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Using HogQL for advanced time and date filters

May 30, 2023

Since there are infinite ways to break down time, there are infinite ways to filter based on time. HogQL unlocks more of these in PostHog, and in this tutorial we'll go through examples of how to use do that.

To add a HogQL filter:

  1. Create a new insight
  2. Open the filter dropdown, and click "Add filter" below your data series
  3. Select HogQL from the options
  4. Write your expression, and click "Add HogQL expression" to apply it

HogQL filters are available on every type of insight from trends to funnels to lifecycle.

Accessing your data’s dates and times

Below is a non-exhaustive list of time properties that are commonly used in HogQL (You can find a full list of events, properties, and types in your data management tab):

  • The timestamp property indicates what time an event occurred, and is generally automatically set.
  • Persons have a created_at property, which you can access with person.created_at.
  • For custom events or person properties, you can access them with person.properties.{custom_property_name}.

Note: if the type of your property is a string, rather than a DateTime, you can convert it using toDateTime(), and vice versa with toString(). You can view the type of your properties in your data management tab.

The ClickHouse SQL statements we built HogQL on also have useful helper functions that are good to know when working with dates. These include:

  • now(): the current date and time at the moment of query analysis.
  • today(): the current date at the moment of query analysis.
  • yesterday(): yesterday’s date at the moment of query analysis.

Events from a specific time range

To filter for events in a specific time range, you can use toDateTime() to create a date time object to compare with the event timestamp.

For example, if you want to filter for events after 9:26 AM on September 16th, 2022, and before 2:34 PM on October 1st, 2022, you can use the expression:

toDateTime('2022-09-16 09:26:00') < timestamp
and timestamp < toDateTime('2022-10-01 14:34:00')

Note: by default, PostHog uses UTC for timestamps.

Using the Unix timestamp

If you'd like to filter using a Unix timestamp, you can use toUnixTimestamp to convert a date time object into a Unix timestamp, or fromUnixTimestamp to do the reverse.

For example, if you wanted to filter for events after the Unix timestamp 1674259200, you could use the expression:

fromUnixTimestamp(1674259200) < timestamp

Relative time filters

If you'd like to query events relative to today's date (or any other date), you can use the dateDiff() function.

For example, to get events older than 5 days, use the expression:

dateDiff('day', timestamp, now()) > 5

You can also replace day with second, minute, hour, week, month, quarter, and year.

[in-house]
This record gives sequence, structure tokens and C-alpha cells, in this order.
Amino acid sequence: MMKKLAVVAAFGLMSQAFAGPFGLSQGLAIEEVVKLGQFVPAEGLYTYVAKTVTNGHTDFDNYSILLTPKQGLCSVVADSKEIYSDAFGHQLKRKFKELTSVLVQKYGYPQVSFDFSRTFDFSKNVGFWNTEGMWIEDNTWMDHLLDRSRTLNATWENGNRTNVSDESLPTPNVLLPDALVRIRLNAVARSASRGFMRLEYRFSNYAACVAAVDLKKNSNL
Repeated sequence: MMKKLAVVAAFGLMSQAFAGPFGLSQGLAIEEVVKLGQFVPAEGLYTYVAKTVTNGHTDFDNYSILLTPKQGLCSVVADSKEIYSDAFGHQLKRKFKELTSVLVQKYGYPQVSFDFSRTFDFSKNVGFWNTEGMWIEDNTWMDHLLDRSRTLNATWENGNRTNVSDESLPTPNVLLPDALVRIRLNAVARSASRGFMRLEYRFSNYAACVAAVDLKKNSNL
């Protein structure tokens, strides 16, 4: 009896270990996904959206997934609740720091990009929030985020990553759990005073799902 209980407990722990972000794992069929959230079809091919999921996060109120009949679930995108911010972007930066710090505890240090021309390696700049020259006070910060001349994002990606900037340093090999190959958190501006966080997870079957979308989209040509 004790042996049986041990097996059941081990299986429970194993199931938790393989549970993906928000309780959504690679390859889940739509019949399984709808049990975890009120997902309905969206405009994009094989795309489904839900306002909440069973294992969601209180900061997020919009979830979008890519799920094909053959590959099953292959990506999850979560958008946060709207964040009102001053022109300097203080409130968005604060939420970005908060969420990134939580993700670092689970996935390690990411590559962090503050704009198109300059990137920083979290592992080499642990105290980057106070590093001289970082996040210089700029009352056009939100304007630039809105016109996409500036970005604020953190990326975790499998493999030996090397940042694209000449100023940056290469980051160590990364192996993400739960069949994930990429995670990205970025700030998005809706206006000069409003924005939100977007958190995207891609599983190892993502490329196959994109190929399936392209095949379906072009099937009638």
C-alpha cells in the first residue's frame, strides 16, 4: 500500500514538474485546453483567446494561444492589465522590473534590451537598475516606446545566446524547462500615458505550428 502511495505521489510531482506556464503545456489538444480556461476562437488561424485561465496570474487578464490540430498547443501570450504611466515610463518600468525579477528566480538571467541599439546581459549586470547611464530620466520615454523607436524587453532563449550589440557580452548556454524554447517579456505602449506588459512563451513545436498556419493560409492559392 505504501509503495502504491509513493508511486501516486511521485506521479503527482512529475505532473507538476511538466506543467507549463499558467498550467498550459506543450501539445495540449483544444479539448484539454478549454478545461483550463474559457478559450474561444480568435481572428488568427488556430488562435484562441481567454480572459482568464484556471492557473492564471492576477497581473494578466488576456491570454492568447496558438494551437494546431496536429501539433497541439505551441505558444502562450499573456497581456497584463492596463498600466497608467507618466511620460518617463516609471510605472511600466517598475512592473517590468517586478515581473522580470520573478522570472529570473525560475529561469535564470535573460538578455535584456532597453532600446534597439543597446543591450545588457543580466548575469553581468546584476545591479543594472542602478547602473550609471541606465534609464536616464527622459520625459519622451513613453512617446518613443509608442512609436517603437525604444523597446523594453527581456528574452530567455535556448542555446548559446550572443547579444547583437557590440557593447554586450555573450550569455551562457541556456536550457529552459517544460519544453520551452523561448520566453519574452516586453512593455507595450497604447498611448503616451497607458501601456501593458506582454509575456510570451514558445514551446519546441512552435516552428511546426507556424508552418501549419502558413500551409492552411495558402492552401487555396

Weekly and quarterly reports

Many companies report on a weekly or quarterly basis. A simple filter, such as events in the last 7 days or events in the last 90 days, likely includes events from the previous week or quarter, making these reports inaccurate. HogQL provides an alternative filter to get events from specific weeks and quarters.

For example, if we wanted events for this quarter, we can use the expression:

toStartOfQuarter(timestamp) == toStartOfQuarter(now())

We can do the same with the current week with toStartOfWeek:

toStartOfWeek(timestamp) == toStartOfWeek(now())

Alternatively, if you wanted a weekly report for only weekdays, you can use toDayOfWeek to filter out Saturday and Sunday with their day’s number:

toDayOfWeek(timestamp) != 6 and toDayOfWeek(timestamp) != 7

Analyzing subscribers or trial users

HogQL lets you filter users properties too. A use case of this is filtering for events based on users in trial or recently subscribed.

For example, you may want to filter events from users who are in the last 3 days of their trial period, but you only have a trial_started person property. Using interval type, you can to add 30 days and use dateDiff() to check if that date is less than or equal to 3 days away from now() like this:

person.properties.trial_started + interval 30 day
) <= 3

A use case for this is creating an action for pricing pageviews during the last days of the trial, then posting to a webhook to notify your team to reach out to the user.


Another similar example is using HogQL to understand usage in the first two weeks after subscribing. To do this, use dateDiff() again but with 'week', your signed up property, and now() like this:

dateDiff('week', person.properties.signed_up_at, now()) <= 2

This is useful to learn what features are used immediately after sign up and others that might go undiscovered.

Further reading